Wednesday, April 7, 2010

Visitors from Ste. Tulle

We live in a small town. Our high school has conducted an exchange program over the past 20 years with a school in an even smaller town in the south of France. Students from that school, College Pierre Girardot, are right now visiting us in Poulsbo. This is the first time that students from the towns of Pierrevert and Ste. Tulle have come here to visit. A few of the older students attend the nearby lycee.
Map picture

Our family is hosting Zoe, the daughter of the family with whom David stayed last year at this time. It is a privilege to have Zoe, their younger daughter, to stay with us.

Yesterday afternoon, we met them at the high school and brought Zoe home with us. We had dinner together at home (chicken enchiladas and green salad), and then we met some of the other families and their guest students at a local ice cream shop for (homemade) ice cream cones and a brief walk in our town’s waterfront park. The French kids had been awake for about 27 hours by the time they went to bed! We kept asking Zoe if she was tired, but she wasn’t, until after the ice cream.

Today, I drove her to school, where David’s French teacher, Mr. Johnson (who organizes these exchanges & led David’s trip) welcomed the group at an assembly.
Zoe AssemblyZoe Assembly4bubbles
I noticed that most of the Americans speak way too fast for the French students to follow their conversation. I am wondering what the French kids thought of the “Viking Spirit” cheer they were taught by the high school cheerleaders; I wonder if they have cheerleaders in France.

Our principal spoke, and introduced the French school’s principal.
Zoe Assembly3 
Our jazz band played the “Marsaillaise,” which is the French National Anthem. The jazz choir sang the Beatles’ song “In My Life.”
Zoe Assembly5 
The French students were introduced, and they each said a few words in English. Here is Jack, the host of the only male student visitor, introducing the group:Zoe Assembly Jack
And here is his guest, Julien, speaking:Zoe Assembly Julien
Then the others had their turn. Here is Zoe, with the microphone:Zoe Assembly Speaking
There are many fun activities planned for the students and their teachers to help them get acquainted with our area and American life. Today, the students will take a walking tour of our town, and eat a Norwegian smorgasbord at the Sons of Norway hall. I am planning a dinner of barbecued wild salmon and asparagus bread pudding with cheese.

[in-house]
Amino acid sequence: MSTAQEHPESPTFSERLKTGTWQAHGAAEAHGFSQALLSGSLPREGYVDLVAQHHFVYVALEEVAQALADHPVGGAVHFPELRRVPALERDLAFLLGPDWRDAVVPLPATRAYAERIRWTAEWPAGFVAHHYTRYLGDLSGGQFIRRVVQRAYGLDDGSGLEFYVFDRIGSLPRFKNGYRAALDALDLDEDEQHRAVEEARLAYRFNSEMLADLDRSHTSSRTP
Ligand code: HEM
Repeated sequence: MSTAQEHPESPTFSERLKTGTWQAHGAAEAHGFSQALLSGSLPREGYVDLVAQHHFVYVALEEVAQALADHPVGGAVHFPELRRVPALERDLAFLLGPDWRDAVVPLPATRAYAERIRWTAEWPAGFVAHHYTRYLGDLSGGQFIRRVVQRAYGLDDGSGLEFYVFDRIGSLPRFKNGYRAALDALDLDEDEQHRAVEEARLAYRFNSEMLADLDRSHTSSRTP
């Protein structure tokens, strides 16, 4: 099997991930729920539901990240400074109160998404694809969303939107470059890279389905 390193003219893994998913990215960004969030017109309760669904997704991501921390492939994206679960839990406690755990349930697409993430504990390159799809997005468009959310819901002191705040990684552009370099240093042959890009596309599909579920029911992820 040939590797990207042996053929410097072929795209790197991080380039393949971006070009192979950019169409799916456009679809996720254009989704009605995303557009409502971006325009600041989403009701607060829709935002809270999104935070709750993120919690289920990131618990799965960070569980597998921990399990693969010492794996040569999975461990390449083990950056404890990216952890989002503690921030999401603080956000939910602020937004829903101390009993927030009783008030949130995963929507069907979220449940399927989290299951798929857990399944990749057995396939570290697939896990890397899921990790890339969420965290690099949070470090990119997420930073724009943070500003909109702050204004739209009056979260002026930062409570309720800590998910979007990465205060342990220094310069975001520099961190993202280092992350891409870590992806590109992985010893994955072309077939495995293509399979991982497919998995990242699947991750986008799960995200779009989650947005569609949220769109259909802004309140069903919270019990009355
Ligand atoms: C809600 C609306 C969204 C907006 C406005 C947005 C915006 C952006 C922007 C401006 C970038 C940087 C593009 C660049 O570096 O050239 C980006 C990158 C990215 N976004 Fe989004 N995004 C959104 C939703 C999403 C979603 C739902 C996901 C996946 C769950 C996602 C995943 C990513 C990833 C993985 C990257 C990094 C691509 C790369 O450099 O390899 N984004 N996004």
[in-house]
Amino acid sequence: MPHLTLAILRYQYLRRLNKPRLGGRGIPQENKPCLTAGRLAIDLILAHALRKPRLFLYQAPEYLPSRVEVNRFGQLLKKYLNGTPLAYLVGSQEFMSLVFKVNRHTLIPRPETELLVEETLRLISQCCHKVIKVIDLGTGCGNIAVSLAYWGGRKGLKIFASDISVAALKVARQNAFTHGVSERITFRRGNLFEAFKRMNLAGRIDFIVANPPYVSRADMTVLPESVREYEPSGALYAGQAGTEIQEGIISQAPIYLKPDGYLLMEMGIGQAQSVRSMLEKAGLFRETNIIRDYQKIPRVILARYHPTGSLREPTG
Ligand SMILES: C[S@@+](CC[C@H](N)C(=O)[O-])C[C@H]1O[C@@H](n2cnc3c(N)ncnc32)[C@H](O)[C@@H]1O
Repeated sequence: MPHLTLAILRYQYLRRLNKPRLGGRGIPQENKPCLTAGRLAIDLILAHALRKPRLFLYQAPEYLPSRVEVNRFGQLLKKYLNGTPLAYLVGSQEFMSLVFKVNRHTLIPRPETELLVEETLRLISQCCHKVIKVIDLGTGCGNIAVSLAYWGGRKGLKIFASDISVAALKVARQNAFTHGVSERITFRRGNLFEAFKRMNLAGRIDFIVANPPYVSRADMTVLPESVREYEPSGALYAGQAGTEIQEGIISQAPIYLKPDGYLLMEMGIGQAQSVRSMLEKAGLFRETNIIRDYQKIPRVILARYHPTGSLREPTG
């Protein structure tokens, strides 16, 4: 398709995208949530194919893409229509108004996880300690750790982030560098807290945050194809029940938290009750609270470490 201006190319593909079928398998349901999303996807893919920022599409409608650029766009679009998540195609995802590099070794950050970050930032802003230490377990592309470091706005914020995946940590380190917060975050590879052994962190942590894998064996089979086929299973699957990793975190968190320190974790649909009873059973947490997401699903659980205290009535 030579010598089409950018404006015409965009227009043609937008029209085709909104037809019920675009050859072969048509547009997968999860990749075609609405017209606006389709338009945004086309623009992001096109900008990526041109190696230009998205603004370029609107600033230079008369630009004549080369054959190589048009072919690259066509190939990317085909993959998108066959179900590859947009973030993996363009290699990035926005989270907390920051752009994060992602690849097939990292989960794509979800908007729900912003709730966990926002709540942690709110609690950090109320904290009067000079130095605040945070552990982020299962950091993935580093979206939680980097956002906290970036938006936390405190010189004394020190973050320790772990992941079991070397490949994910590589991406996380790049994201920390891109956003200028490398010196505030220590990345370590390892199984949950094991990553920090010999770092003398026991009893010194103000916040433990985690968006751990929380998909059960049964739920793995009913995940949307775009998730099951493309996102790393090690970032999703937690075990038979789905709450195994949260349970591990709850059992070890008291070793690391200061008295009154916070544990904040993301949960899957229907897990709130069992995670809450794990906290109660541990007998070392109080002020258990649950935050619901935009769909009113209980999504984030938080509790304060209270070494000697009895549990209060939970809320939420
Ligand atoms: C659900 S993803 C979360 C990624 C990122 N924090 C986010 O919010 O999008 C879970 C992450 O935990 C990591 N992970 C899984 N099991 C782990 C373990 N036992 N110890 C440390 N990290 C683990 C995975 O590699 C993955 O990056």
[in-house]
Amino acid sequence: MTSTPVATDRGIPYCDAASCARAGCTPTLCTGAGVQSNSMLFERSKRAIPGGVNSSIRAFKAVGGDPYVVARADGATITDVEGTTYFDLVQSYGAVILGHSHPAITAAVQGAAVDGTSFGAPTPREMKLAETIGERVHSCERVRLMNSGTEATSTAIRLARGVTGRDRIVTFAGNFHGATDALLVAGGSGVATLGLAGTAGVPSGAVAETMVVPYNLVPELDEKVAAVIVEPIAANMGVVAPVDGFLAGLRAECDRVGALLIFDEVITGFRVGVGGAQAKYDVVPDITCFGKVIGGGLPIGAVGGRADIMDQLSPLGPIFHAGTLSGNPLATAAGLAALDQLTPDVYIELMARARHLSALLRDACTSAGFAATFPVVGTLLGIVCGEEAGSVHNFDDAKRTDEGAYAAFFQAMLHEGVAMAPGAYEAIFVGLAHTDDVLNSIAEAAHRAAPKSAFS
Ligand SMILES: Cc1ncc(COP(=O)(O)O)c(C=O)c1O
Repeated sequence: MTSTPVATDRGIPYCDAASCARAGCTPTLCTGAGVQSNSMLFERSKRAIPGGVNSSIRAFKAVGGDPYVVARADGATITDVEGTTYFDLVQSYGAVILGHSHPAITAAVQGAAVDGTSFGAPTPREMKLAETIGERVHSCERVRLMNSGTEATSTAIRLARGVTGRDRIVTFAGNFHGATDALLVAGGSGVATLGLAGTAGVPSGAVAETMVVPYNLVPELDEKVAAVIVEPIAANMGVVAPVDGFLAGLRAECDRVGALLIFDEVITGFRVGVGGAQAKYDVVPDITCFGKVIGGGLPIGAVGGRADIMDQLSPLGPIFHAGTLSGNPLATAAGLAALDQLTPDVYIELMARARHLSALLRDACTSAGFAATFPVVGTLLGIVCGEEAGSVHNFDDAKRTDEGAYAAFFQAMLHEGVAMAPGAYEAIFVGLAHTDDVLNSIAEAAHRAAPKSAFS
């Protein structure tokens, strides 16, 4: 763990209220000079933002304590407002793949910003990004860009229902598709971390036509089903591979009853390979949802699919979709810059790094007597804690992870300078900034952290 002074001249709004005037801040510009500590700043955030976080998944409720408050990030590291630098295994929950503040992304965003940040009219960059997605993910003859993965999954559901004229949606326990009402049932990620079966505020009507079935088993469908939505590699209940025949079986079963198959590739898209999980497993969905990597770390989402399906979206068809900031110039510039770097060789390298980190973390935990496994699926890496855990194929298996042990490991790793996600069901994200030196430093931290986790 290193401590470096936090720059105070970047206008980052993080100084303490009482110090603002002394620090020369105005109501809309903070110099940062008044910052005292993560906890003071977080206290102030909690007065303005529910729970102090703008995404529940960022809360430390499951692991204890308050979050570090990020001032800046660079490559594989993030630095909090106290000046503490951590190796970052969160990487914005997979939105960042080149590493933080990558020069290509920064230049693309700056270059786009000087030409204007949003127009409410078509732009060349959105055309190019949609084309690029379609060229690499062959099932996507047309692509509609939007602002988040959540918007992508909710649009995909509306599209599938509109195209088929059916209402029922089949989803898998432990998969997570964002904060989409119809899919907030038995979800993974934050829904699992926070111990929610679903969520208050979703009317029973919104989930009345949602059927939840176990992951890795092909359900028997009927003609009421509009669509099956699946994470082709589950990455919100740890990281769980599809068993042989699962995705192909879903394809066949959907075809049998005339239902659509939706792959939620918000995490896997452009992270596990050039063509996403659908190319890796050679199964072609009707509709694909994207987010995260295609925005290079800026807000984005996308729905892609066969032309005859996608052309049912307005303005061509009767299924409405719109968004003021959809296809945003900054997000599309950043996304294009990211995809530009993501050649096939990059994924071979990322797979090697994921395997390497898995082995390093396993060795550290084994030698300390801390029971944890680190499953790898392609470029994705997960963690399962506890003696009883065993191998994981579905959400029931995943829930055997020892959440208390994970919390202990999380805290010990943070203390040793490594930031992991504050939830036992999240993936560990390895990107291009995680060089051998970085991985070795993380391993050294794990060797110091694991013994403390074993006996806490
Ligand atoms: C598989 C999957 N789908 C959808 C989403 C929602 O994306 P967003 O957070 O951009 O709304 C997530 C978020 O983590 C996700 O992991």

Bienvenue a Poulsbo, Ste. Tulles!

10 comments:

Kay said...

This is so exciting. I always wonder about little things other kids experience from other countries..do they have cheerleaders etc.. so this is so interesting. Sounds like the kids are going to have quite a fun trip. BBQ salmon? Hmmm.. I've never had bbq salmon before. : )

ChiTown Girl said...

I'm sure you and your family will give Zoe memories that will last a lifetime! She is so very lucky to have you as a host family.

Elizabeth said...

This does sound so exciting. I can't wait to hear all about each day, Karen, and hope that you'll post a lot. Also, if you'd like you can call me and I'll sing the French National Anthem to you and your guest. I learned it in seventh grade and have never forgotten it for some weird reason!

Karen said...

That's so cool, Karen. I'm assuming these kids are staying a while--not just here for a week or two. Anyway, keep us posted. It sounds fantastique!

AnnDeO said...

You will be an amazing host. I admire and am so grateful for the lovely family that has taken my son in and extended to him a safe, welcoming "home" while he experiences life in another country. Host "With Joy" (that is my 'motto' with Land)

heidi said...

what a fun day!!!!! Sounds like she is experiencing some fabulous food, I wonder where Kay is from that she has never had fabulous Northwest BBQ Salmon before?????

Busy Bee Suz said...

I can only imagine what is going on in these kids heads right now. So much new stuff to take in.
Zoe has found a great 2nd family at your home....
enjoy!!!

Oh, and your dinner puts anything I ever cook to shame. Thanks for making me feel inferior. I kid, I kid.
Well not really. :0

Allegra Smith said...

Wonderful and exciting and all of that plus some more! I envy you the good envy. We had two exchange students in some of the first exchanges here, and it was wonderful and fun, and we laughed a lot and I got letters where their mothers told me they call me their American mother which brings me to tears even now. I am so happy for you. Please share this with the rest of us, this is good for the soul. Hugs from here.

Laurie Brandriet Keller said...

zoe has landed in an incredible home to spend her time here in the US. I think this is such a wonderful gift for all of you. xoxo.

deb said...

This is so great.
You've got me thinking now....